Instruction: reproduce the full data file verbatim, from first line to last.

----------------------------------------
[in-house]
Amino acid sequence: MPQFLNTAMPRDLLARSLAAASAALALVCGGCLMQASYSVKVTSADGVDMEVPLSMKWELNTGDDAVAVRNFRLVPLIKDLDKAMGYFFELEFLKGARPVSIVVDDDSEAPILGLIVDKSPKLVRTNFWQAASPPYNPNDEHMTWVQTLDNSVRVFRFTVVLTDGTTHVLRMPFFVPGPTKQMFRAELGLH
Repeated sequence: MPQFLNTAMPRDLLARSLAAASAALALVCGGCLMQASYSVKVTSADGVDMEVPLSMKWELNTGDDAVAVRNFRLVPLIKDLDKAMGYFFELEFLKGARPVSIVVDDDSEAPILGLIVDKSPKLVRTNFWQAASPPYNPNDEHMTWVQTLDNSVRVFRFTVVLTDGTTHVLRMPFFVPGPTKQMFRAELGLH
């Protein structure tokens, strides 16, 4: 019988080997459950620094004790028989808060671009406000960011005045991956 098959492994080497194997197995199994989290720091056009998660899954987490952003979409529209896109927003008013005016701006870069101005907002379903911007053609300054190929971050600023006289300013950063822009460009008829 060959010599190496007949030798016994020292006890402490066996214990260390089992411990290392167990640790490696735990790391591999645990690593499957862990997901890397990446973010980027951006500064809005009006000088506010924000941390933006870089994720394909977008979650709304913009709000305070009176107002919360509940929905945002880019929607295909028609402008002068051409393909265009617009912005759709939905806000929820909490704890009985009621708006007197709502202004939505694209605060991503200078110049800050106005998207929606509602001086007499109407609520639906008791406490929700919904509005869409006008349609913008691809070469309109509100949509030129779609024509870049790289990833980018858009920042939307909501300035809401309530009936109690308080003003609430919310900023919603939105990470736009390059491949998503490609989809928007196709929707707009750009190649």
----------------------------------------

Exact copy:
[in-house]
Amino acid sequence: MPQFLNTAMPRDLLARSLAAASAALALVCGGCLMQASYSVKVTSADGVDMEVPLSMKWELNTGDDAVAVRNFRLVPLIKDLDKAMGYFFELEFLKGARPVSIVVDDDSEAPILGLIVDKSPKLVRTNFWQAASPPYNPNDEHMTWVQTLDNSVRVFRFTVVLTDGTTHVLRMPFFVPGPTKQMFRAELGLH
Repeated sequence: MPQFLNTAMPRDLLARSLAAASAALALVCGGCLMQASYSVKVTSADGVDMEVPLSMKWELNTGDDAVAVRNFRLVPLIKDLDKAMGYFFELEFLKGARPVSIVVDDDSEAPILGLIVDKSPKLVRTNFWQAASPPYNPNDEHMTWVQTLDNSVRVFRFTVVLTDGTTHVLRMPFFVPGPTKQMFRAELGLH
């Protein structure tokens, strides 16, 4: 019988080997459950620094004790028989808060671009406000960011005045991956 098959492994080497194997197995199994989290720091056009998660899954987490952003979409529209896109927003008013005016701006870069101005907002379903911007053609300054190929971050600023006289300013950063822009460009008829 060959010599190496007949030798016994020292006890402490066996214990260390089992411990290392167990640790490696735990790391591999645990690593499957862990997901890397990446973010980027951006500064809005009006000088506010924000941390933006870089994720394909977008979650709304913009709000305070009176107002919360509940929905945002880019929607295909028609402008002068051409393909265009617009912005759709939905806000929820909490704890009985009621708006007197709502202004939505694209605060991503200078110049800050106005998207929606509602001086007499109407609520639906008791406490929700919904509005869409006008349609913008691809070469309109509100949509030129779609024509870049790289990833980018858009920042939307909501300035809401309530009936109690308080003003609430919310900023919603939105990470736009390059491949998503490609989809928007196709929707707009750009190649």